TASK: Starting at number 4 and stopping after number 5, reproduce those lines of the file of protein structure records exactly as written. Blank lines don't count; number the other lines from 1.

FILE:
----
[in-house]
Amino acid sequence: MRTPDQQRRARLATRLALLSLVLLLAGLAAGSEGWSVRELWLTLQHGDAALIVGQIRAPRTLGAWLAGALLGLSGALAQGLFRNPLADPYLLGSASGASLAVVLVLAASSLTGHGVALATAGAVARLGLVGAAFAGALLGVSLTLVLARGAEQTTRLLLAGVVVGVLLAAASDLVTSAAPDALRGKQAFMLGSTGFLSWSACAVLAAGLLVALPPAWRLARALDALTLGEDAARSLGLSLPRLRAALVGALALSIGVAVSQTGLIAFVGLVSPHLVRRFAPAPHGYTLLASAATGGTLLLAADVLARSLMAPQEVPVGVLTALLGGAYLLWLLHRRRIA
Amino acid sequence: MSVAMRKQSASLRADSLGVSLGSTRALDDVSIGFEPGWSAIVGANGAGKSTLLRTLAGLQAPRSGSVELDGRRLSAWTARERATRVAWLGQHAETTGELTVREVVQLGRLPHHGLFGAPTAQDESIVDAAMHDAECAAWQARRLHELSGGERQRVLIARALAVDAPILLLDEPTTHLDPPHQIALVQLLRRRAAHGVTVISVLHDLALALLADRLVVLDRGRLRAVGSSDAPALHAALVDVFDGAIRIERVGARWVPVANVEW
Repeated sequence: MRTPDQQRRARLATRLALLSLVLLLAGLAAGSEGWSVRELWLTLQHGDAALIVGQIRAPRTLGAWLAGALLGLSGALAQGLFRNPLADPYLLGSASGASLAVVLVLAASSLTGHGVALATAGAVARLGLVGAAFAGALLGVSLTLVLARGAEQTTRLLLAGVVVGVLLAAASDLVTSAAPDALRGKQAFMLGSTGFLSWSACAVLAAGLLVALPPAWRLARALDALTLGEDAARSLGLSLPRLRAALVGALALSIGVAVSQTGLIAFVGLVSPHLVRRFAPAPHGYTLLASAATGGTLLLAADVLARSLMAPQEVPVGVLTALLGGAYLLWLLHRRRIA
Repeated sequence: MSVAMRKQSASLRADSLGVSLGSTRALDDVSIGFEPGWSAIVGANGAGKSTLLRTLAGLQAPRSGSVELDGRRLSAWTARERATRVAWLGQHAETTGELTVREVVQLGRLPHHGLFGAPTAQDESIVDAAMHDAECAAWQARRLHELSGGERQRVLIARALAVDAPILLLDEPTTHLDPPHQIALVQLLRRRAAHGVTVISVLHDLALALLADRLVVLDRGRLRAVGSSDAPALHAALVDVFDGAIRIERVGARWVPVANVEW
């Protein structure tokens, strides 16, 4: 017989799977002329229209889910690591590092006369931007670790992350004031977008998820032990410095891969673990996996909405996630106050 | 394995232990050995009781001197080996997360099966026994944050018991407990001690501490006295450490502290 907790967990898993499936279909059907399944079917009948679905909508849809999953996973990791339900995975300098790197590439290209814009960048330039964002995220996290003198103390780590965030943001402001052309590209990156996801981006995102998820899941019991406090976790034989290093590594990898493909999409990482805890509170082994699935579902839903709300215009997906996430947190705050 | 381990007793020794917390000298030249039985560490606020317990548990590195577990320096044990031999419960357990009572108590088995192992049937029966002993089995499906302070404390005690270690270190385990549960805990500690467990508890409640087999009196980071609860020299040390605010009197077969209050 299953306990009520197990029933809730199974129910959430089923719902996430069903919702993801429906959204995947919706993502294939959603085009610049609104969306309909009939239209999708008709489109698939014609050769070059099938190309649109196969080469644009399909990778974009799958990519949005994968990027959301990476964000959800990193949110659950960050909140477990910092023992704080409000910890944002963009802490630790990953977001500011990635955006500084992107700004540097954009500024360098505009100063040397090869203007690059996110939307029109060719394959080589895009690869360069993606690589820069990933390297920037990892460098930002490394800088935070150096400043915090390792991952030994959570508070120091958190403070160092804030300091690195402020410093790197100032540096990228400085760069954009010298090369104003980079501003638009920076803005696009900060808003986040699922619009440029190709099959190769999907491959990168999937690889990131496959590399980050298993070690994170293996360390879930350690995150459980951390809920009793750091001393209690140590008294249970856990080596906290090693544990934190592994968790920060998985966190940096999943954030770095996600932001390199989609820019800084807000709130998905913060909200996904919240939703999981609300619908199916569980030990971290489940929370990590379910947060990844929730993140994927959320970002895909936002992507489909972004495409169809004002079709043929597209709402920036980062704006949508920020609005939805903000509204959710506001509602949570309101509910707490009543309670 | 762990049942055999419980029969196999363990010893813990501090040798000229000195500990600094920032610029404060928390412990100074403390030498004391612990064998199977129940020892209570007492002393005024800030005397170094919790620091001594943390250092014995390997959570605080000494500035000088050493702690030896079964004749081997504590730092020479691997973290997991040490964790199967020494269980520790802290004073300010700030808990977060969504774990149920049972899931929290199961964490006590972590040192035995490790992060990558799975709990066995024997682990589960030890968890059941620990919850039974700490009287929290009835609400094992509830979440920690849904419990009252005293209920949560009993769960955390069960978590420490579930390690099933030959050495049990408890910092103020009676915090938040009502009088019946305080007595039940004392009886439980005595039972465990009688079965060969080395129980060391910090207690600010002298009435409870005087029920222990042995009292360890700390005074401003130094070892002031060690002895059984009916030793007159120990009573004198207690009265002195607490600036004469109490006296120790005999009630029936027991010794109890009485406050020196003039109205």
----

Repeated sequence: MRTPDQQRRARLATRLALLSLVLLLAGLAAGSEGWSVRELWLTLQHGDAALIVGQIRAPRTLGAWLAGALLGLSGALAQGLFRNPLADPYLLGSASGASLAVVLVLAASSLTGHGVALATAGAVARLGLVGAAFAGALLGVSLTLVLARGAEQTTRLLLAGVVVGVLLAAASDLVTSAAPDALRGKQAFMLGSTGFLSWSACAVLAAGLLVALPPAWRLARALDALTLGEDAARSLGLSLPRLRAALVGALALSIGVAVSQTGLIAFVGLVSPHLVRRFAPAPHGYTLLASAATGGTLLLAADVLARSLMAPQEVPVGVLTALLGGAYLLWLLHRRRIA
Repeated sequence: MSVAMRKQSASLRADSLGVSLGSTRALDDVSIGFEPGWSAIVGANGAGKSTLLRTLAGLQAPRSGSVELDGRRLSAWTARERATRVAWLGQHAETTGELTVREVVQLGRLPHHGLFGAPTAQDESIVDAAMHDAECAAWQARRLHELSGGERQRVLIARALAVDAPILLLDEPTTHLDPPHQIALVQLLRRRAAHGVTVISVLHDLALALLADRLVVLDRGRLRAVGSSDAPALHAALVDVFDGAIRIERVGARWVPVANVEW